Xcode 12 for Beginners

IOS

What is Xcode?

Xcode is the Mac app that you use to build apps for iOS, macOS, tvOS and watchOS. You use Swift programming, and the many tools inside Xcode, to build applications for iPhone, iPad, Mac, Apple TV, and more.

Xcode is an IDE, an Integrated Development Environment, which essentially means that Xcode includes many additional tools for development. A few examples are: a debugger, source control, device management, iPhone Simulator, profiling tools, Interface Builder, documentation, and much more.

Minimum system requirements for Xcode 12:

  • A Mac with macOS 11 (Big Sur)
  • 4 GB RAM, but 8+ GB is more comfy
  • At least 8 GB of free storage space†
  • A 2013-2015 or newer Mac, MacBook, iMac or Mac mini

Xcode only runs on macOS, which means you need a Mac if you want to build iOS apps with Xcode. Xcode won’t run on iPad. A few alternatives for Windows/PC are available, but they’re far from ideal.

Powerful Combo: Xcode and SwiftUI

Xcode is upgraded once a year, around Sept-Oct, at the same time the new major version of iOS is released. Every update of Xcode brings improvements, new features, bug fixes, and access to the latest SDKs. Throughout the year, a number of smaller updates to Xcode are made, including updates for Swift.

A notable newcomer in Xcode is SwiftUI. With SwiftUI, you can declare the User Interfaces (UIs) of your iOS apps, and their behavior. It’s the new way to build UIs – and it changes how we think about building User Interfaces for iOS apps.

An exciting aspect of SwiftUI is that you can use Swift programming to build User Interfaces. Here’s a quick example:

struct ContentView: View {
    var body: some View {
        Text("Hello worl!")
    }
}

The above code declares a view, which will put that well-known Hello worl! text on screen. Up to this point, you’d create a Storyboard-based view controller to show anything on screen in your iOS app. You can build those view controllers with Interface Builder (see below).

Coding a UI with code is novel and exciting, but it’s also slated to be more productive. On top of that, you can now commit UI code with Git — without merge conflicts — and that wasn’t possible before.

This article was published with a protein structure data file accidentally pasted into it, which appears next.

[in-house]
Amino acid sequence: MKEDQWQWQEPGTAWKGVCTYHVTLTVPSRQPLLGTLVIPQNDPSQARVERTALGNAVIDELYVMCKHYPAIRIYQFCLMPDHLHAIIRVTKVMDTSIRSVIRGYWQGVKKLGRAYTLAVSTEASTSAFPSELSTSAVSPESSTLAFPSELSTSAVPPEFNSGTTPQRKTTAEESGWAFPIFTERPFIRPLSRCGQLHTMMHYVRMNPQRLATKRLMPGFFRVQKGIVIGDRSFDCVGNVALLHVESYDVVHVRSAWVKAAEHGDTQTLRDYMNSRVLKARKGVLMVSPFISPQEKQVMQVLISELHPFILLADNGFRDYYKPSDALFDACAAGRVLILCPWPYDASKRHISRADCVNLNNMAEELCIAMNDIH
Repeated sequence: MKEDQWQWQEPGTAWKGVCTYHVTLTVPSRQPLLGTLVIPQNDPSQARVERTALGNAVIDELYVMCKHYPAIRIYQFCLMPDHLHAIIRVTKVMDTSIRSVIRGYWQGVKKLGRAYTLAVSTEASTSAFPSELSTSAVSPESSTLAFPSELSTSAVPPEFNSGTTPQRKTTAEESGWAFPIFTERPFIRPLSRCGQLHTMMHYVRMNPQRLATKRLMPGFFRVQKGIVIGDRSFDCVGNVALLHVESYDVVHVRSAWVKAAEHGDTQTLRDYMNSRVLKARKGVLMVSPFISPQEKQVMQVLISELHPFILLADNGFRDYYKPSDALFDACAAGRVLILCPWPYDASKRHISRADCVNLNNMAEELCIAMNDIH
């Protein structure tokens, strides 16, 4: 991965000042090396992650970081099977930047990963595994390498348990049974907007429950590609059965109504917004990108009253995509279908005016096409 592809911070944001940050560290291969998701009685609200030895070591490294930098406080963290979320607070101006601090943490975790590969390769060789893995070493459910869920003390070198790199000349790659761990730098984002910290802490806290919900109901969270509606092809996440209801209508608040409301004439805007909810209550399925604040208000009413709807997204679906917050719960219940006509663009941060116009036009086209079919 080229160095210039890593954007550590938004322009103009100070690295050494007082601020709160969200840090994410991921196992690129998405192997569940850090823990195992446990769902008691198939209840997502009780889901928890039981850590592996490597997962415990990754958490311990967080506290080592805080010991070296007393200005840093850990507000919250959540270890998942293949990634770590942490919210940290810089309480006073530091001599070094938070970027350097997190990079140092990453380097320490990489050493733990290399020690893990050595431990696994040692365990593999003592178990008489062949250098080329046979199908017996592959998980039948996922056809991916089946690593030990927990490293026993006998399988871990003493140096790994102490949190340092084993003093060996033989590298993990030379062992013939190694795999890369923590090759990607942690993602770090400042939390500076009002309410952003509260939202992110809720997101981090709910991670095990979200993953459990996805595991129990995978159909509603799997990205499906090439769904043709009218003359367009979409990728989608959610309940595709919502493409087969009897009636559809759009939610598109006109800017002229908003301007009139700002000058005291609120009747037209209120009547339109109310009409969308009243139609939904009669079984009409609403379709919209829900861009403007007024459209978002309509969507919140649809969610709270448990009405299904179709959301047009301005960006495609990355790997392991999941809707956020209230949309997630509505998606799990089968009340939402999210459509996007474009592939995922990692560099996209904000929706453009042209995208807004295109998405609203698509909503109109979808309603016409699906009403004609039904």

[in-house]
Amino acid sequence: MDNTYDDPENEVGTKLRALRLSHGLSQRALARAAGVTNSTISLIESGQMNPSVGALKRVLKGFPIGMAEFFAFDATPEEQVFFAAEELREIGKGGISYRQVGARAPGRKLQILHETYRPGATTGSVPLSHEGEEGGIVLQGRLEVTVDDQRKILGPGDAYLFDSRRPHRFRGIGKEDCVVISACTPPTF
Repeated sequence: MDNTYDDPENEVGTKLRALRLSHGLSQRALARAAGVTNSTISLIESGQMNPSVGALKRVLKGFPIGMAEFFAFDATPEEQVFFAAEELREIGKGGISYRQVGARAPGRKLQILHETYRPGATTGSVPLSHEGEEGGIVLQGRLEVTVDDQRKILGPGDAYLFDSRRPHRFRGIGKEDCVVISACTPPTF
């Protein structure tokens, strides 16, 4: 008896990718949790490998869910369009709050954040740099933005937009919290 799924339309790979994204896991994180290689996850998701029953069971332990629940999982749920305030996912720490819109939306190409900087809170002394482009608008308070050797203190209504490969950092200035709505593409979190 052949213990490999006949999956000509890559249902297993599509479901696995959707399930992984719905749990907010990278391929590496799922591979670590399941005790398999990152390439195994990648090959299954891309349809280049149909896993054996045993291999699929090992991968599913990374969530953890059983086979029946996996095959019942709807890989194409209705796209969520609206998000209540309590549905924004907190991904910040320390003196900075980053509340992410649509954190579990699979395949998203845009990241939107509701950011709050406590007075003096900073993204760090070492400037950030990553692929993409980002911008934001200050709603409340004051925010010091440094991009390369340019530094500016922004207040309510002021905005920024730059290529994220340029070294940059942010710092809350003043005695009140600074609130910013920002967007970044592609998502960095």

SwiftUI is new, and although it’s publicly released as production software, it’ll need to go through an adoption phase before becoming the new defacto standard to build UIs. It’s likely that SwiftUI will see an adoption curve similar to Swift in 2014, i.e. slow but steady growth.

Until SwiftUI takes over Storyboard-based UIs, it’s important to learn to work with view controllers and storyboards, as well as with SwiftUI. Moreover, SwiftUI integrates well with existing UIKit-based views and libraries, which means that UIKit-based views remain relevant for considerable time. It’s smart to learn both approaches.

At A Glance: How To Use Xcode

Let’s take a look at Xcode! First, make sure you’ve started Xcode on your Mac. You’re greeted with Xcode’s Welcome Screen:

Xcode Welcome Screen

Here’s what you can choose to do:

  • Start a new playground to code Swift
  • Create a new Xcode project, like building an iOS app
  • Clone an existing project from a Git repository
  • Open any of your latest projects, on the right

You can also open any other project with the button in the bottom-right, or choose to hide the Welcome Screen next time Xcode starts. If you’ve got many Xcode projects, just opening them via Finder might be more productive.

Next, when you open an iOS app project in Xcode, you see something like this:

Xcode Overview

Let’s go over the Xcode UI one by one. First, we’ve got 4 major areas in Xcode:

  1. On the left, you see the Navigators. They help you locate resources in your Xcode project, such as Swift files, issues, breakpoints, and more.
  2. In the middle, you see the Editor. This is where the magic happens! You write Swift code here. (In Interface Builder, the middle part is where you build UIs. More on IB, below.)
  3. On the right, you see the Inspectors. They help you inspect and adjust attributes of files, UI elements, etcetera. Inspectors are the most useful in Interface Builder.
  4. At the bottom, you see the Debug Area. You use this area to debug your app; to see debug output, and what’s going on if your app crashes or has a bug. Debugging is an important aspect of app development.

Xcode’s UI also has a few other useful bits and bobs, such as:

  • At the top right you see a Play and Stop button, and a dropdown item next to it. With these buttons you can build your app, after which it starts running on the given target. In other words, first select “iPhone 11 Pro”, then hit Play, and your app starts in iPhone Simulator. Neat!
  • At the top, in the middle, you see a status bar. With it, Xcode will tell you what it’s doing. It’ll also inform you about errors in your project.
  • At the top-right, you’ll see a few buttons that let you show or hide parts of Xcode. If you want to focus on some Swift code, you can hide the left and right panes, for example. The + button is the Library, which includes Swift code snippets (and more, in Interface Builder). The button with the two arrows enables Xcode’s Code Review mode, which lets you compare Swift files side-by-side.
  • The code editor in Xcode has two neat functions: a breadcrumb, and a minimap. The minimap is a global outline of your code, and it works like a scrollbar. The breadcrumb, or jump bar, helps you navigate the hierarchy of your project. You can also use it to jump to a particular function or class. And the < and > buttons on the left let you go back or forward to a previous file, like in a web browser.

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